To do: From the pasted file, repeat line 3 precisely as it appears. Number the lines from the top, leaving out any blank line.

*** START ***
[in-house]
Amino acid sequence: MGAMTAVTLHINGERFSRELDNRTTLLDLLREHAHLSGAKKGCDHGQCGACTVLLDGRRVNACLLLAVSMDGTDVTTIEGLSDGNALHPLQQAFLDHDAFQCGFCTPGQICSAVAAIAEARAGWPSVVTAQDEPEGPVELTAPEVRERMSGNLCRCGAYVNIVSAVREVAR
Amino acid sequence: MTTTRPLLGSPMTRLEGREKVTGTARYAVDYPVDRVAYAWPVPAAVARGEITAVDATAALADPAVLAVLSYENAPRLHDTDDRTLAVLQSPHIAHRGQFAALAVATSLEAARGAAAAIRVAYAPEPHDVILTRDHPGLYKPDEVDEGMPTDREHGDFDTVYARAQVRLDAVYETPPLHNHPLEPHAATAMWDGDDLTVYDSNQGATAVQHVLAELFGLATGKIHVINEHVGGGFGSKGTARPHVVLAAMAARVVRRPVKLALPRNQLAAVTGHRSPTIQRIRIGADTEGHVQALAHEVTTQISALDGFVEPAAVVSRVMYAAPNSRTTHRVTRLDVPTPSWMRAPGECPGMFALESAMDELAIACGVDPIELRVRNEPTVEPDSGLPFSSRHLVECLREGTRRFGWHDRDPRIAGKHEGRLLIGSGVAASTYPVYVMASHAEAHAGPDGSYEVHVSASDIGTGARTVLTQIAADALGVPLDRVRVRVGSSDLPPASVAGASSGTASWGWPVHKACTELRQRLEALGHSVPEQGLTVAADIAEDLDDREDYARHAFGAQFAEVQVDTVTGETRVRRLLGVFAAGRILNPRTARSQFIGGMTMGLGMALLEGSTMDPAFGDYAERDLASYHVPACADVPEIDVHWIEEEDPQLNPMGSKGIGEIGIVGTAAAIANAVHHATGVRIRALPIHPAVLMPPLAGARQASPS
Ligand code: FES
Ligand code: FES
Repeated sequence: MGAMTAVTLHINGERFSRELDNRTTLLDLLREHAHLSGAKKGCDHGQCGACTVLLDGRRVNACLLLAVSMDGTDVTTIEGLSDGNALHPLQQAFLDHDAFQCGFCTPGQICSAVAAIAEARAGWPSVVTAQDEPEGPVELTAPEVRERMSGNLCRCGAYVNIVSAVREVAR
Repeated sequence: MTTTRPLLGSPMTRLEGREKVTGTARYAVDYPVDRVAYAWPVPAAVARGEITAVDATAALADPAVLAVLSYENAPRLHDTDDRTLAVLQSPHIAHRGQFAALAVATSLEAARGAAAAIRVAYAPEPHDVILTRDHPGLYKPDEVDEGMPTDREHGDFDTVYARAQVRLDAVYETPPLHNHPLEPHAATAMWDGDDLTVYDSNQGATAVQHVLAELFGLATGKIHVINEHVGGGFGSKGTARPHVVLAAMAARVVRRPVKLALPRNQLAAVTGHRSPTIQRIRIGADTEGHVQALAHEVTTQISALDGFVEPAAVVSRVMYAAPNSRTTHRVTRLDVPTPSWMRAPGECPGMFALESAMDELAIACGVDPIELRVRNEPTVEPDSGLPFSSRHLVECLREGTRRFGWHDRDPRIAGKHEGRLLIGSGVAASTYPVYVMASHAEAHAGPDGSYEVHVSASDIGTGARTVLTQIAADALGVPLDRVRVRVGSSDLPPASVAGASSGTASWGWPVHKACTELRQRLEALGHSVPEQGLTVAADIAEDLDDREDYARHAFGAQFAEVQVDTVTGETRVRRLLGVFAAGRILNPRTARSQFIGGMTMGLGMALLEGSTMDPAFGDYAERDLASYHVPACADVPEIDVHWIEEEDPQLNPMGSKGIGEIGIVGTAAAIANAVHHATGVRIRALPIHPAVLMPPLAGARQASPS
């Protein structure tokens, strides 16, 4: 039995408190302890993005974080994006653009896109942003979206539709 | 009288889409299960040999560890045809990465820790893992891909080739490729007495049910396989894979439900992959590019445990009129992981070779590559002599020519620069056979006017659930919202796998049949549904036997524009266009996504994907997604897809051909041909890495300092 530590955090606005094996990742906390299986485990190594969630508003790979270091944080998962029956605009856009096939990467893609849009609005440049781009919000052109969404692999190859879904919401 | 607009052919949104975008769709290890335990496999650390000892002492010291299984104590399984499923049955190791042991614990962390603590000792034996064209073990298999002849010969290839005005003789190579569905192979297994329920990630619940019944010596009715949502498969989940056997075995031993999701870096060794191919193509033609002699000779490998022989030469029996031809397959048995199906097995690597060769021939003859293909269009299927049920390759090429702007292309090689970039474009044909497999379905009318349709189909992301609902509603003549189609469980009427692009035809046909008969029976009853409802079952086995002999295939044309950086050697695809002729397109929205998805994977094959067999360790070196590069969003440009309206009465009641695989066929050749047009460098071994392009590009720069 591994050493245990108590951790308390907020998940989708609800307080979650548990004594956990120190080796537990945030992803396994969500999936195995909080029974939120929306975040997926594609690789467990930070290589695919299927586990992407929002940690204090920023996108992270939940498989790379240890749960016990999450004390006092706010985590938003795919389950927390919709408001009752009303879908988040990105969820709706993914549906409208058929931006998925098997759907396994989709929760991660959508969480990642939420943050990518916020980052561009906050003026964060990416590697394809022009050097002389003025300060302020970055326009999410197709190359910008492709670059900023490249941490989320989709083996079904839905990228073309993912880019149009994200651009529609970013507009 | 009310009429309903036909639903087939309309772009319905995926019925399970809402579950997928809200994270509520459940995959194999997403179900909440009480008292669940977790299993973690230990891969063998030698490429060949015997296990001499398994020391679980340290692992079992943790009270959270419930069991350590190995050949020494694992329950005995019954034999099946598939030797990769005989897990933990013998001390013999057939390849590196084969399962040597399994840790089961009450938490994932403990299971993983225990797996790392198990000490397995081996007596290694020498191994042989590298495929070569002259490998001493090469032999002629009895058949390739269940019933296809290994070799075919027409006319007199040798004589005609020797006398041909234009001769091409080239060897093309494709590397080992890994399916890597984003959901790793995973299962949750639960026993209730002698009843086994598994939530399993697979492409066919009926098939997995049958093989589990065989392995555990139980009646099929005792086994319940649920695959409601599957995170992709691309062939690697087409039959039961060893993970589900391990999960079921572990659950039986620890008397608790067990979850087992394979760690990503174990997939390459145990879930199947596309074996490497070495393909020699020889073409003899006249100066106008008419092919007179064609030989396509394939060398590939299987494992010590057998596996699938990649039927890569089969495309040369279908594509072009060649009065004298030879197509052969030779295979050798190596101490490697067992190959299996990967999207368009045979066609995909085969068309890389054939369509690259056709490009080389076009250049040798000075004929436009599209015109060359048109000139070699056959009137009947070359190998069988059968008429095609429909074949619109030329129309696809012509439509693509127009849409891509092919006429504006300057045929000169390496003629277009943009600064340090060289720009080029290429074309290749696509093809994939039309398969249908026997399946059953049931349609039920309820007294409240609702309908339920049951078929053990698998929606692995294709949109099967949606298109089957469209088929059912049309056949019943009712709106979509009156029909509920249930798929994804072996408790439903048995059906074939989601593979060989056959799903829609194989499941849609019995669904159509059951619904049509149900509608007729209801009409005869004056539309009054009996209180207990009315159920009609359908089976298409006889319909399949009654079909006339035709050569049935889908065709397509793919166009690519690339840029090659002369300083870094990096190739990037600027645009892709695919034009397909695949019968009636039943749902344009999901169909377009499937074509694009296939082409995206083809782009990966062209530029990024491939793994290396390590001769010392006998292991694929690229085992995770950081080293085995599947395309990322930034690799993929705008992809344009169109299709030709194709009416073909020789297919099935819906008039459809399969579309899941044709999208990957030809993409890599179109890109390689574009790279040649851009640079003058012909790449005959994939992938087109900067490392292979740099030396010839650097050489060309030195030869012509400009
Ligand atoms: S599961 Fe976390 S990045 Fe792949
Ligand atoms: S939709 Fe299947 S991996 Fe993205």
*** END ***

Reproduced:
Amino acid sequence: MTTTRPLLGSPMTRLEGREKVTGTARYAVDYPVDRVAYAWPVPAAVARGEITAVDATAALADPAVLAVLSYENAPRLHDTDDRTLAVLQSPHIAHRGQFAALAVATSLEAARGAAAAIRVAYAPEPHDVILTRDHPGLYKPDEVDEGMPTDREHGDFDTVYARAQVRLDAVYETPPLHNHPLEPHAATAMWDGDDLTVYDSNQGATAVQHVLAELFGLATGKIHVINEHVGGGFGSKGTARPHVVLAAMAARVVRRPVKLALPRNQLAAVTGHRSPTIQRIRIGADTEGHVQALAHEVTTQISALDGFVEPAAVVSRVMYAAPNSRTTHRVTRLDVPTPSWMRAPGECPGMFALESAMDELAIACGVDPIELRVRNEPTVEPDSGLPFSSRHLVECLREGTRRFGWHDRDPRIAGKHEGRLLIGSGVAASTYPVYVMASHAEAHAGPDGSYEVHVSASDIGTGARTVLTQIAADALGVPLDRVRVRVGSSDLPPASVAGASSGTASWGWPVHKACTELRQRLEALGHSVPEQGLTVAADIAEDLDDREDYARHAFGAQFAEVQVDTVTGETRVRRLLGVFAAGRILNPRTARSQFIGGMTMGLGMALLEGSTMDPAFGDYAERDLASYHVPACADVPEIDVHWIEEEDPQLNPMGSKGIGEIGIVGTAAAIANAVHHATGVRIRALPIHPAVLMPPLAGARQASPS